The driest beach resorts year round are those closest to Bangkok: Pattaya and Cha Am + Hua Hin, and that gorgeous paradise island of Ko Samet, just a little further away in Rayong province.

Southern Thailand is always hot and humid with two seasons: the Hot and Monsoon seasons.
The fiercest monsoon months in the South West (including Phuket and Krabi) are May, September & October.
In the South East (including Samui & nearby islands) the monsoon is at its fiercest from October to December.


Phuket and Khao Lak Krabi, Phi Phi and Ko Lanta plus Trang and its offshore islands

The best time to visit these beach resorts which border the Andaman Sea at the Indian Ocean’s most eastern extremity, is from November to April when the winds come from the North East, bringing with them cool, dry air and sunshine, but March and April can feel more humid.

From May to October, the winds bring warm moist air with rain from the South West over the Indian Ocean, and the three wettest monsoon months in this region are in May, September and October. However, June to August is still a very pleasant period to visit, with attractive low season prices and not too much rain. Antipodean visitors love Phuket and Krabi at this time during the Southern Hemisphere’s winter months.

Further north up the coast on the mainland, the ever increasingly popular destination of Khao Lak sits at the edge of the rain forest where it meets the sea. Khao Lak can be wetter during the rainy season, or as the hoteliers there like to say ‘greener’! Travelling to and from the islands in the Andaman Sea can be more challenging with less frequent ferries and higher seas.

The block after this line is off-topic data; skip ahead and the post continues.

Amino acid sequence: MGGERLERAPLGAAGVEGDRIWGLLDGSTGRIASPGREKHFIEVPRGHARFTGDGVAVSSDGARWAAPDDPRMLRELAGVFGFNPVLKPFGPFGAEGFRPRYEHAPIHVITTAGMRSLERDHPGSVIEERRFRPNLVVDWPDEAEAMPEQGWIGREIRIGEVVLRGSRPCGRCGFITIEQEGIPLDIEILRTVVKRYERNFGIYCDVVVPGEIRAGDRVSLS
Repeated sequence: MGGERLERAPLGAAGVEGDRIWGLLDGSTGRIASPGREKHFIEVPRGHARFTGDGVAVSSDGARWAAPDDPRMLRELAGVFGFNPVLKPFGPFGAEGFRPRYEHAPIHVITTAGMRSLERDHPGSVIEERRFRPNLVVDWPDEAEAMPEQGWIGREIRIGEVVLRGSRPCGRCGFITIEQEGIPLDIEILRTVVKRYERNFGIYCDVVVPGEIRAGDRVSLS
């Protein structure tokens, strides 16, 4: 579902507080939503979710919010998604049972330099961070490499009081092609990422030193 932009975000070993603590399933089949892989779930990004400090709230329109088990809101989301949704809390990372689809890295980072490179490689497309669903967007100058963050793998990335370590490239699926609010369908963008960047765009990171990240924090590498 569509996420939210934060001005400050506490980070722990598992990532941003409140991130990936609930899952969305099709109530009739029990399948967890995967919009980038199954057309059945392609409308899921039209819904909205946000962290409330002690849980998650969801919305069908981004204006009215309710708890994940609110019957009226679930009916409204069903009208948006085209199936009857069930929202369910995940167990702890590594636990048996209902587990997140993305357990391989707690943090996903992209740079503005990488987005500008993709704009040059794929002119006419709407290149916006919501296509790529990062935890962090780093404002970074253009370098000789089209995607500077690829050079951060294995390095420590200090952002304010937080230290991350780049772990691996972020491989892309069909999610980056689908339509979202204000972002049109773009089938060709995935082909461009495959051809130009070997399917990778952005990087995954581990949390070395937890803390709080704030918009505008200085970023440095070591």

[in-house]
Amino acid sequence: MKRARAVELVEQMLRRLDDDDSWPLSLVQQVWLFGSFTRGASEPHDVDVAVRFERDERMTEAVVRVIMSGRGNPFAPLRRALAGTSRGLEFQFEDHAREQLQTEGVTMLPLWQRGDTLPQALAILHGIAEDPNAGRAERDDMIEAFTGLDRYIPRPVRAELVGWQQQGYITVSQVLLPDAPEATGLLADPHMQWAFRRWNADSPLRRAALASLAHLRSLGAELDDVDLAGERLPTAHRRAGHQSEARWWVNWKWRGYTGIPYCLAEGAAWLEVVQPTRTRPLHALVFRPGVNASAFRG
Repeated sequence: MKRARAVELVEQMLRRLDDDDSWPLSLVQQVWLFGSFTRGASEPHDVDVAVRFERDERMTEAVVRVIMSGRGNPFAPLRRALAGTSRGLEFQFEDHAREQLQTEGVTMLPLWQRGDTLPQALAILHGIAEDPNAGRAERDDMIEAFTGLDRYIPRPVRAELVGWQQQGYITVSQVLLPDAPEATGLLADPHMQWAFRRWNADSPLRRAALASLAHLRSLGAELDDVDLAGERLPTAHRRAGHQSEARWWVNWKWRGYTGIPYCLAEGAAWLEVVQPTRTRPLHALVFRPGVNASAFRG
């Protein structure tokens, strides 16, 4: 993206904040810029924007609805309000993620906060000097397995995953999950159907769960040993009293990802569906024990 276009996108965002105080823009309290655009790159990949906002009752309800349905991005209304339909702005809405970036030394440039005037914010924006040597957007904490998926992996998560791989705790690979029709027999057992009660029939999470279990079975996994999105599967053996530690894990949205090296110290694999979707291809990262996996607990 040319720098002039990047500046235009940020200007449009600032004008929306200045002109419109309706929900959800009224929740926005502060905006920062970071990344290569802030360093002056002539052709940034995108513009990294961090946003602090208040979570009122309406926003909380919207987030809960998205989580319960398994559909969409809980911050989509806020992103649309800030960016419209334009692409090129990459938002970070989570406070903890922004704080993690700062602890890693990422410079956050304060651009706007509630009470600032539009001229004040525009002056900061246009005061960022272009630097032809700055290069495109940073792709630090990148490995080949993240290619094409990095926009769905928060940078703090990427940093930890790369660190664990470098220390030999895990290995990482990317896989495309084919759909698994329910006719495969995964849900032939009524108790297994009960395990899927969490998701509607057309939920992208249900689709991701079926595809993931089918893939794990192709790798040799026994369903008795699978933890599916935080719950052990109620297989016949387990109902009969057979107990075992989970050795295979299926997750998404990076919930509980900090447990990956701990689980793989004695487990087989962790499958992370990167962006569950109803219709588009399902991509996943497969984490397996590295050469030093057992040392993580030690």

Ko Samui, Ko Phangan and Ko Tao

The climate of these islands, located on the Gulf of Thailand side of the Peninsula, differs considerably from the other side where Phuket and Krabi are located. The monsoon period here is October to mid December, and these islands can have some fierce storms at that time. However, being more centrally located in the Gulf, Ko Tao has slightly better and drier weather. The coolest and driest time to visit Samui and these islands is in January and February; there’s plenty of sunshine with pleasant temperatures. It heats up from March to May, but the islands generally remain dry with nice calm seas. The rains start in June with late afternoon thunderstorms but with plenty of daytime sunshine. Despite the attractive pricing available from October to December, it can be a miserable experience to be on the islands in the middle of the monsoon, especially when so many other beach resorts in the country are bright warm and sunny!


Chantaburi and Trat on the mainland The islands of Ko Chang, Ko Kood and Ko Mak

The weather here closely follows that if the central plains. However, as you can see on the climate chart, the official records from the Thai Meteorological office show this area has by far the highest rainfall in the entire kingdom! To be honest, these figures seem very high, but these figures are worth bearing in mind when choosing your holiday destination!